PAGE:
Likewise, God trains us to renounce ungodly habits and affections. He also trains us to live self-controlled, upright, and godly lives. He not only trains us to say “no” to sin, but also to say “yes” to godliness. Calvin says, “Accordingly, when we would express the sum of blessedness, we have mentioned the grace of God; for from this fountain every sort of good thing flows unto us.”[ii] By grace He transforms us, conforming us into the image of Christ and producing in us the fruit of the Spirit.

Life transformation is as much a gift of God’s grace as the forgiveness of sin. In his benediction, the author of Hebrews prays for his readers. “Now may the God of peace who brought again from the dead our Lord Jesus, the great shepherd of the sheep, by the blood of the eternal covenant, equip you with everything good that you may do his will, working in us that which is pleasing in his sight, through Jesus Christ, to whom be glory forever and ever. Amen” (Hebrews 13:20-21).

God supplies everything necessary to do that which is pleasing in His sight. He gifts us all we need to live a godly life in Christ. His grace, that is sufficient to save us, is the same grace that is sufficient to train us to please Him in all things.  

God’s Grace is Sufficient for Hope

Salvation and transformation are born from God’s grace, so our hope in Christ is not in vain. God will finish what He started. Paul makes the move to hope in verse 13, “waiting for our blessed hope, the appearing of the glory of our great God and Savior Jesus Christ, who gave himself for us to redeem us from all lawlessness and to purify for himself a people for his own possession who are zealous for good works” (Titus 2:13-14). This is not waiting on a fool’s hope. There is no hint of anxiety in Paul’s words, as though a day may come that proves his hope in Christ was nothing more than smoke. The hope all Christians wait for is certain because God finishes what He starts.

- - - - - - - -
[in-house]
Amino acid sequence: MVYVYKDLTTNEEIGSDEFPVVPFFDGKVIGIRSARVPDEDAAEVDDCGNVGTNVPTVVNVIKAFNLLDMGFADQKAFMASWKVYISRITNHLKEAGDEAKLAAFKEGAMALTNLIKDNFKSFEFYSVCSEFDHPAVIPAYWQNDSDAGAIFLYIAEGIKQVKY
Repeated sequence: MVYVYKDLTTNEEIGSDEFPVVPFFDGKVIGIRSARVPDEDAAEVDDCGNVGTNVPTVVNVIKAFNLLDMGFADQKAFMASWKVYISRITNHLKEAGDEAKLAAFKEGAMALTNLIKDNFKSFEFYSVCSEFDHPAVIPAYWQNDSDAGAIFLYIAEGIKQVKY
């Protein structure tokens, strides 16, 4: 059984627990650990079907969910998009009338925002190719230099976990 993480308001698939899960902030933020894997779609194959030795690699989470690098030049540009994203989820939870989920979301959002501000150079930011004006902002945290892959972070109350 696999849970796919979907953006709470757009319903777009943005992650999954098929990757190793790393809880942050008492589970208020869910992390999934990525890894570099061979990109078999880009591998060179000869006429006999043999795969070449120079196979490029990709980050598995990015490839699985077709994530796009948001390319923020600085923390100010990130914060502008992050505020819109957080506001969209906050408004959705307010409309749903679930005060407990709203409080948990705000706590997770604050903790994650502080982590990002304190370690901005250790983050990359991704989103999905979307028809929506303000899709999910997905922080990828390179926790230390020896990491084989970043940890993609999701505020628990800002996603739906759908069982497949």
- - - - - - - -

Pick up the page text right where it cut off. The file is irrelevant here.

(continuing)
Paul also connects God’s grace and our hope in Titus 3:7, “so that being justified by his grace we might become heirs according to the hope of eternal life.” In two places, very close together, Paul reminds Titus of the sufficiency of God’s grace to save and, therefore, the certainty of our hope in God. As he says in Philippians 1:6, “And I am sure of this, that he who began a good work in you will bring it to completion at the day of Jesus Christ.” 

What impact might this have on our daily lives? First, it should fill us with wonder and lead us to worship the Lord. John Owen likened the abundance of God’s grace to rivers flowing into oceans. “It is in the nature of this grace to grow and increase unto the end. As rivers, the nearer they come unto the ocean where they tend, the more they increase their waters, and speed their streams; so will grace flow more freely and fully in its near approaches to the ocean of glory.”[iii]

God’s grace is certainly not less than the forgiveness of sin, but it is much more. It is the ocean of all of God’s love for us. To know the God of this grace cannot do anything less than cause us to praise Him. 

Second, it creates a devotion to good works. This is Paul’s application in Titus 3:8, “The saying is trustworthy, and I want you to insist on these things, so that those who have believed in God may be careful to devote themselves to good works.” We rest in the sufficiency of God’s grace by carefully devoting ourselves to good works. Not because good works earn God’s favor, but because good works are the fruit of saving faith. The sufficiency of God’s grace leads to a careful devotion to good works and joy-filled praise of God Himself. 

The entire Christian life is a gift of God’s grace. Paul reminds Titus of this grace that brings salvation, trains us for godliness, and assures us of a glorious hope. Our life in Christ begins by grace, is sustained by grace, and brought to completion by grace. Praise God for His grace!


[i] Warren W. Wiersbe, The Bible Exposition Commentary, vol. 2 (Wheaton, IL: Victor Books, 1996), 266.

[ii] John Calvin, Institutes of the Christian Religion & 2, ed. Book III, ii, 28 John T. McNeill, trans. Ford Lewis Battles, vol. 1, The Library of Christian Classics (Louisville, KY: Westminster John Knox Press, 2011), 574

[iii] John Owen, Vol. 1: The works of John Owen, ed. William H. Goold (Edinburg: T&T Clark, 1862), 433. Elliot Ritzema and Elizabeth Vince, eds., 300 Quotations for Preachers from the Puritans, Pastorum Series (Bellingham, WA: Lexham Press, 2013).